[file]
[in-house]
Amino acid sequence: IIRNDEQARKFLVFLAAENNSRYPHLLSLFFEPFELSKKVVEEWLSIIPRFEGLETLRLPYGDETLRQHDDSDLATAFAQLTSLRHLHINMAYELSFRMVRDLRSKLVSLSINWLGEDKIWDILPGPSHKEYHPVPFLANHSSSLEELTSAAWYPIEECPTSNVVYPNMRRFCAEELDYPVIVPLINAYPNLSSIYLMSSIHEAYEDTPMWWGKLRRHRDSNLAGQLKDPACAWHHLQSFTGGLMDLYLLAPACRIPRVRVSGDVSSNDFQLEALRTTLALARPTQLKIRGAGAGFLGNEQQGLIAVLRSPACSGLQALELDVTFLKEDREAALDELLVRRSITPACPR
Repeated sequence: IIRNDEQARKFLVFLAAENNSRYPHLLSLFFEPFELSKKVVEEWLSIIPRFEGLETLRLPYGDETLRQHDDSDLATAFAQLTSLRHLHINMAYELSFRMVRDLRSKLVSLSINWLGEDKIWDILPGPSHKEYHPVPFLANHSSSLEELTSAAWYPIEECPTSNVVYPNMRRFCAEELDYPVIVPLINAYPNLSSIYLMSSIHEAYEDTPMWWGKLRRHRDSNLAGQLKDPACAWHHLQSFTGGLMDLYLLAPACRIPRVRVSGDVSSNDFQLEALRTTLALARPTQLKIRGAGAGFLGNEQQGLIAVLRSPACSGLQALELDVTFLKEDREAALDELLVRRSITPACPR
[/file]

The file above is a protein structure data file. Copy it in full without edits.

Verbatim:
[in-house]
Amino acid sequence: IIRNDEQARKFLVFLAAENNSRYPHLLSLFFEPFELSKKVVEEWLSIIPRFEGLETLRLPYGDETLRQHDDSDLATAFAQLTSLRHLHINMAYELSFRMVRDLRSKLVSLSINWLGEDKIWDILPGPSHKEYHPVPFLANHSSSLEELTSAAWYPIEECPTSNVVYPNMRRFCAEELDYPVIVPLINAYPNLSSIYLMSSIHEAYEDTPMWWGKLRRHRDSNLAGQLKDPACAWHHLQSFTGGLMDLYLLAPACRIPRVRVSGDVSSNDFQLEALRTTLALARPTQLKIRGAGAGFLGNEQQGLIAVLRSPACSGLQALELDVTFLKEDREAALDELLVRRSITPACPR
Repeated sequence: IIRNDEQARKFLVFLAAENNSRYPHLLSLFFEPFELSKKVVEEWLSIIPRFEGLETLRLPYGDETLRQHDDSDLATAFAQLTSLRHLHINMAYELSFRMVRDLRSKLVSLSINWLGEDKIWDILPGPSHKEYHPVPFLANHSSSLEELTSAAWYPIEECPTSNVVYPNMRRFCAEELDYPVIVPLINAYPNLSSIYLMSSIHEAYEDTPMWWGKLRRHRDSNLAGQLKDPACAWHHLQSFTGGLMDLYLLAPACRIPRVRVSGDVSSNDFQLEALRTTLALARPTQLKIRGAGAGFLGNEQQGLIAVLRSPACSGLQALELDVTFLKEDREAALDELLVRRSITPACPR